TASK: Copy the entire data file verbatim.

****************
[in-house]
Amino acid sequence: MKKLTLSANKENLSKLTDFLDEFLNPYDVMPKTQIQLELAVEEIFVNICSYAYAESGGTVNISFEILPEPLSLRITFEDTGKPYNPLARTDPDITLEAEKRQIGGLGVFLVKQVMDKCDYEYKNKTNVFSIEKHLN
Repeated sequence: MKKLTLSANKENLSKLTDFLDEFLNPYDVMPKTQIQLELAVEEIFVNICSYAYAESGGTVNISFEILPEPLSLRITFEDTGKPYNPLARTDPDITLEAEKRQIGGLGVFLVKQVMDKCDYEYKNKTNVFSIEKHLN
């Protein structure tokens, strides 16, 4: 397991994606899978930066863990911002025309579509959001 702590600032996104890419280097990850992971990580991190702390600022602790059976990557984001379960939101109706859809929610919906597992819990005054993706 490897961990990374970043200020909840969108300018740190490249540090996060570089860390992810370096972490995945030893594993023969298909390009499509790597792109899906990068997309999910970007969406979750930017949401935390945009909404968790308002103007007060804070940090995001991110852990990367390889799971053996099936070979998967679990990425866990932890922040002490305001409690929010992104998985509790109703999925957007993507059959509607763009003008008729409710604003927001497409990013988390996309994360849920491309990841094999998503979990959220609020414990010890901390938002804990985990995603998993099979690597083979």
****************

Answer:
[in-house]
Amino acid sequence: MKKLTLSANKENLSKLTDFLDEFLNPYDVMPKTQIQLELAVEEIFVNICSYAYAESGGTVNISFEILPEPLSLRITFEDTGKPYNPLARTDPDITLEAEKRQIGGLGVFLVKQVMDKCDYEYKNKTNVFSIEKHLN
Repeated sequence: MKKLTLSANKENLSKLTDFLDEFLNPYDVMPKTQIQLELAVEEIFVNICSYAYAESGGTVNISFEILPEPLSLRITFEDTGKPYNPLARTDPDITLEAEKRQIGGLGVFLVKQVMDKCDYEYKNKTNVFSIEKHLN
């Protein structure tokens, strides 16, 4: 397991994606899978930066863990911002025309579509959001 702590600032996104890419280097990850992971990580991190702390600022602790059976990557984001379960939101109706859809929610919906597992819990005054993706 490897961990990374970043200020909840969108300018740190490249540090996060570089860390992810370096972490995945030893594993023969298909390009499509790597792109899906990068997309999910970007969406979750930017949401935390945009909404968790308002103007007060804070940090995001991110852990990367390889799971053996099936070979998967679990990425866990932890922040002490305001409690929010992104998985509790109703999925957007993507059959509607763009003008008729409710604003927001497409990013988390996309994360849920491309990841094999998503979990959220609020414990010890901390938002804990985990995603998993099979690597083979």